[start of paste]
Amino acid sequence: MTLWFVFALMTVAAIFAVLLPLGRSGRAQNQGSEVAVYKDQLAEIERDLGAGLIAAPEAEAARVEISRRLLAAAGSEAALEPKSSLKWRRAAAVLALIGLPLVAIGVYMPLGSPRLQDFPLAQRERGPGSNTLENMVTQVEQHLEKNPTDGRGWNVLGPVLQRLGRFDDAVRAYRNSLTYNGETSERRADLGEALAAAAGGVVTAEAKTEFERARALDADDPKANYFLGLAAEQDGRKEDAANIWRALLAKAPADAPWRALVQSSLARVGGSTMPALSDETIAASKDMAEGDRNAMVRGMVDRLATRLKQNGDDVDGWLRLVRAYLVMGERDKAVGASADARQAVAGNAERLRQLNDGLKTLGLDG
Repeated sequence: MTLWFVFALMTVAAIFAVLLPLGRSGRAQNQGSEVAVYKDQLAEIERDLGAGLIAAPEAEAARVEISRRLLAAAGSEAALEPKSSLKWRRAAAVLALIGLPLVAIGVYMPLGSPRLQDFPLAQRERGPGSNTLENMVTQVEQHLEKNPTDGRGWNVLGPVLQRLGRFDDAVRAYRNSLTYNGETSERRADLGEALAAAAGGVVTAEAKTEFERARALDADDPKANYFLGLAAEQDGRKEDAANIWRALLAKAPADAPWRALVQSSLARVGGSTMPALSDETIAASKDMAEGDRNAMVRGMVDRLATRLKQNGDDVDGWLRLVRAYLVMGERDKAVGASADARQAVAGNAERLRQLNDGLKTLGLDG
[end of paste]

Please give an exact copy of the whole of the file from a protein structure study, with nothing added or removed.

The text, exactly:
Amino acid sequence: MTLWFVFALMTVAAIFAVLLPLGRSGRAQNQGSEVAVYKDQLAEIERDLGAGLIAAPEAEAARVEISRRLLAAAGSEAALEPKSSLKWRRAAAVLALIGLPLVAIGVYMPLGSPRLQDFPLAQRERGPGSNTLENMVTQVEQHLEKNPTDGRGWNVLGPVLQRLGRFDDAVRAYRNSLTYNGETSERRADLGEALAAAAGGVVTAEAKTEFERARALDADDPKANYFLGLAAEQDGRKEDAANIWRALLAKAPADAPWRALVQSSLARVGGSTMPALSDETIAASKDMAEGDRNAMVRGMVDRLATRLKQNGDDVDGWLRLVRAYLVMGERDKAVGASADARQAVAGNAERLRQLNDGLKTLGLDG
Repeated sequence: MTLWFVFALMTVAAIFAVLLPLGRSGRAQNQGSEVAVYKDQLAEIERDLGAGLIAAPEAEAARVEISRRLLAAAGSEAALEPKSSLKWRRAAAVLALIGLPLVAIGVYMPLGSPRLQDFPLAQRERGPGSNTLENMVTQVEQHLEKNPTDGRGWNVLGPVLQRLGRFDDAVRAYRNSLTYNGETSERRADLGEALAAAAGGVVTAEAKTEFERARALDADDPKANYFLGLAAEQDGRKEDAANIWRALLAKAPADAPWRALVQSSLARVGGSTMPALSDETIAASKDMAEGDRNAMVRGMVDRLATRLKQNGDDVDGWLRLVRAYLVMGERDKAVGASADARQAVAGNAERLRQLNDGLKTLGLDG